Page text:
A Critique Group, an Author’s Best Friend

The best and most rewarding way to improve your manuscript is to become part of a critique group. I wish I’d heeded this advice or even knew such a thing existed when I first started writing my labors of love. I didn’t have this crucial support and my writing suffered for it. I didn’t know it at the time, but I was stumbling in the dark blindfolded. Oh, yes, I had editors of all shapes and sizes, but even an array of professional editors can’t match the feedback you receive when a true book lover, reader and fellow author takes 20-25 pages of your latest and greatest and reads it with a discerning eye. Nothing compares to it.

In the past, I’d tried a few friends out as beta readers, but let’s face it, a professional writer sees the flaws in a Nano-second, whereas your friends and family aren’t trained to see the flaws. Not to mention that they love you, and often as not, laud your efforts no matter what you put on the page. As they say no pain, no gain.

When you have good critique partners you get the right kind of feedback. The discerning eye will see errors in content, plot, direction, pacing, likability of your characters, POV, choppiness, info-dump, dull dialogue, and too much back story. Those errors stick out like thorns on a rose bush to someone who writes on a daily basis. Where they may not see the problems in their own work, they sure as hell see them in yours. An unbiased reader isn’t in love with your words the way you are. The result is, hopefully, a better book that flows and builds steadily to a climax, leaving the reader wanting more. A story that is easy to understand, one that a reader can relate to and lose themselves in. A book that entertains by driving the events forward with action and becoming what we all seek, a real page turner.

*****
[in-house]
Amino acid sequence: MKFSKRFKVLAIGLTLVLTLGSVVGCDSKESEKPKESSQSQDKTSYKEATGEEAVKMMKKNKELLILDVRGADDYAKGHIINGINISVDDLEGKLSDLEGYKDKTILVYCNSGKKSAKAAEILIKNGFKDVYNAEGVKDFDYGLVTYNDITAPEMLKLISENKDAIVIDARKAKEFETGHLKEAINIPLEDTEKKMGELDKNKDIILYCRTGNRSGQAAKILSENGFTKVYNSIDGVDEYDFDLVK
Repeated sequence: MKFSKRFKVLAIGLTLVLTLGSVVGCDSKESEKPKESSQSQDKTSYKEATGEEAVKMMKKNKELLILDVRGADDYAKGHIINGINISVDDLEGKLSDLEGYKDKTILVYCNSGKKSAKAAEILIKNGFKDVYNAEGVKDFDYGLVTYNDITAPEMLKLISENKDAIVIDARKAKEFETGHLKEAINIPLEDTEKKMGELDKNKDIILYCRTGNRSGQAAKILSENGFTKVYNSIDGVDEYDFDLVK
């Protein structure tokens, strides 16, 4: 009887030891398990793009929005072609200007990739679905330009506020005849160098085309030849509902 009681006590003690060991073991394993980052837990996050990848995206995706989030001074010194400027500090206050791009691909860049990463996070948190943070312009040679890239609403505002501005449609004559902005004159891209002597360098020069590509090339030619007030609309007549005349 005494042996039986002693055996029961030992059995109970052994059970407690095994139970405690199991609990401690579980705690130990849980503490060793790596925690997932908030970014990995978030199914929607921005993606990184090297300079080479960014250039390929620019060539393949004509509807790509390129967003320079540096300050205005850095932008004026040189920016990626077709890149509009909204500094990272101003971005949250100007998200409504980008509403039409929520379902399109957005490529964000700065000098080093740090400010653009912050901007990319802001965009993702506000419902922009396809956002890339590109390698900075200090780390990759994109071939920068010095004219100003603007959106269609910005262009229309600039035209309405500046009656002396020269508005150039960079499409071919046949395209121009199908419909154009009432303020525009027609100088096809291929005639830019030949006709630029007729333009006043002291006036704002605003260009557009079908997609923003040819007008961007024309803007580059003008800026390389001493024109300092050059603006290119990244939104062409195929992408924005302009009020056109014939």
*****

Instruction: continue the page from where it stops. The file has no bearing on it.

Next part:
Prior to my finding my small cadre of critique partners my experience was one of working in a vacuum without that all important feedback. I was adamant that I would be losing precious writing time if I began to socially interact with other writers. However, when I met Cherry Adair at the RT Booklovers Convention in Dallas, she took me to church. I’d signed up for a two-day writing workshop with Cherry prior to the convention’s start. One of the secrets she shared, was that she was a participant of a writer’s group in Seattle in which they read each other’s work and critiqued each other’s work. It dawned on me that if a New York Times bestselling author considered a writing critique group to be important, then I was definitely missing the boat. I made up my mind to find a similar group in Los Angeles.